There's your 'motivation.' Ha. I wish I'd known about them when I was writing my dissertation. I could have asked them for some numbers to back up my 'no motivation' claim.

Norma and Kay: Thanks for reminding me I am there for the students. I cannot change the system, but I CAN do what I can for the students. They're who I work for. All I can do is to perhaps help them to believe that it is possible for them to learn, and show them the beginnings of a way to do it.

And Kay, I've only ever been doo-doo on the sole of the shoes. (Lovely expression, and exact.) I wish I'd been around for the good days! I keep hearing about teachers getting respect and students who didn't switch off the moment you spoke in English, and of the days when you could actually TEACH instead of being a babysitter... and it's only going to get worse. The levels are dropping so badly (lack of students/no standards/accept anybody who applies as long as they write their name legibly at the top of the entrance exam paper and pay the fees) that we're getting students I'm fairly sure are illiterate in Japanese, let alone English.

Oh, dear. I'm depressing myself again. Tuesday evening can't come too quickly for me this week!

Anonymous said...

I was sitting on a view level of a skyscraper a couple of years ago, looking down at a stretch of expressway I often drive - it's a chaotic piece of road, with many entrances, traffic going all over.

But from the 30th floor, all I could see was order, cars sticking in lanes, or laneshifting in a quiet, perfect fashion. Floor 30 or so is where sociology begins.

Most tertiary education everywhere is fairly silly; either from the perspective of what is taught, or from the point of view of the students' reasons for taking the particular course, or both. Engineering & medicine may be exceptions: we don't want people to die at the doctor's, and we don't want tall buildings to fall. But even in those facilties, things can verge on silly.

Japan is conformist. But then, so are all cultures, the sociologist insists. Britain is full of ecentrics, until you live there. France is the land of intellectuals, liberty the watchword - which reminds me of a friend crouching at a demo under the police helicopters in '68, who yelled at her French boyfriend "this is a police state"; to have him reply "didn't you know?"

BadAunt thinks she can only change things as an individual - but at that level noone changes anything. Pessimistic, but it's the implacable message history & sociology teaches us. The charismatic individuals who seem to have brought change have been members of large organisations, or have built them: think of Gandhi, Mandella; and then remember Congress One or the ANC.

Was part of one of those miserable conversations recently in which only complaints or recounts of 'circumstances beyond our control' dominated; and I remembered a subject at tertiary level I help teach named "Organistation & Change". I bit my tongue and didn't yell "Organise" at everyone: where I am, that's probably seditious right now; but it's still true, thank god... Roadblocks block traffic, traffic can be diverted, we can build change, but only if we organise... and persist.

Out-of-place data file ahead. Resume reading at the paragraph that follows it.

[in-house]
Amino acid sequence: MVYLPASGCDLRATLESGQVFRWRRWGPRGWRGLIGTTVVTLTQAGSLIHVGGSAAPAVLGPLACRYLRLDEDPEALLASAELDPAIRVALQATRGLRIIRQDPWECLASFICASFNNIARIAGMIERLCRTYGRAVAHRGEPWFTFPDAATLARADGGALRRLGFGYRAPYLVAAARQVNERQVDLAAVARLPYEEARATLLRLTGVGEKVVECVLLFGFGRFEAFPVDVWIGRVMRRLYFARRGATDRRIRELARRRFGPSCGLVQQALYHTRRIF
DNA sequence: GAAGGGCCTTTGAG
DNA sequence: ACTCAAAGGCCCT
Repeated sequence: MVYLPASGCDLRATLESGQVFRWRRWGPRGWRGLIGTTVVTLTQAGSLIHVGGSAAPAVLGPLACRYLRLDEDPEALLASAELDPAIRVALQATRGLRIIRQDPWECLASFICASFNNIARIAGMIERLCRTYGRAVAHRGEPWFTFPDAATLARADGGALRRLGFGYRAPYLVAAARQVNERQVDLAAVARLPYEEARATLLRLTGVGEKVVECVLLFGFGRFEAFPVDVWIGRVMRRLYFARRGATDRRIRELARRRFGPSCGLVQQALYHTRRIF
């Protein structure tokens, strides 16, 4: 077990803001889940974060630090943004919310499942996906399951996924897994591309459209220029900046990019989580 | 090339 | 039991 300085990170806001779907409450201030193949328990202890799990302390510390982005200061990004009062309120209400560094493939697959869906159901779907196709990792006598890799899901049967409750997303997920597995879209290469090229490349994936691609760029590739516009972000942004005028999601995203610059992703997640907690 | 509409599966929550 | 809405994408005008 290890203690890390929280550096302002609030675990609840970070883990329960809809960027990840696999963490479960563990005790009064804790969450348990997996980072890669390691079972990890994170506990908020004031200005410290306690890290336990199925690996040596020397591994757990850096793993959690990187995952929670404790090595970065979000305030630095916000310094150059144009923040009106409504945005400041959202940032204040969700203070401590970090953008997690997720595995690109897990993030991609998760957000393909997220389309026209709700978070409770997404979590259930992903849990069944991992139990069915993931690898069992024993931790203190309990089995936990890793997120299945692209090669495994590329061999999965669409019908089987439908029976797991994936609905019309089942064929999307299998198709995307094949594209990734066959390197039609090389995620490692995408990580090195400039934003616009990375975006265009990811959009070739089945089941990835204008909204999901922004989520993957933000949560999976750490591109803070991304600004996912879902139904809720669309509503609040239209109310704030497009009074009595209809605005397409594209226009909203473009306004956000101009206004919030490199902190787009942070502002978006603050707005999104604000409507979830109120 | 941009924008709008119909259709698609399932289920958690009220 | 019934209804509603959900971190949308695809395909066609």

BobCiz said...

I tend to sympathize with the students who find learning a foreign language to be an exercise in futility and frustration. Being a native born citizen of the US, I have the usual chauvinistic attitude about my English language, feeling that anyone who fails to understand what I am saying is somehow inferior and certainly deficiant intellectually. After all, English is the language of commerce because we said so. In the past I tried at different times to learn another language, only to give up the attempt because I figured that all those foreigners would have to learn to understand me if they wanted to get anything done. My feeble attempts to learn another language ( I have dabbled with French and German) were subverted by the inability of the teacher assigned to teach me. Perhaps if I had had a capable and enthusiastic teacher I wpould be writing this in French or German. It seems to me that all you can do for your students is what you are doing--being enthusiastic and capable. Teach them grammar by osmosis. As they learn the meaning of the various phrases the grammar will become self evident. But please, don't stop trying to reach them and teach them. A great teacher is worth more than a lifetime of riches. My greatest regret is that I never did master another language. I am diminished because of that lack. I wish I had been fortunate enough to have had you for a teacher.

Carrie said...

I think I would be going out of my mind if I had to work in that situation. I guess the only thing you can do to keep yourself sane is focus on the very little time you spend with your students and do the best you can with them. What an utter mess.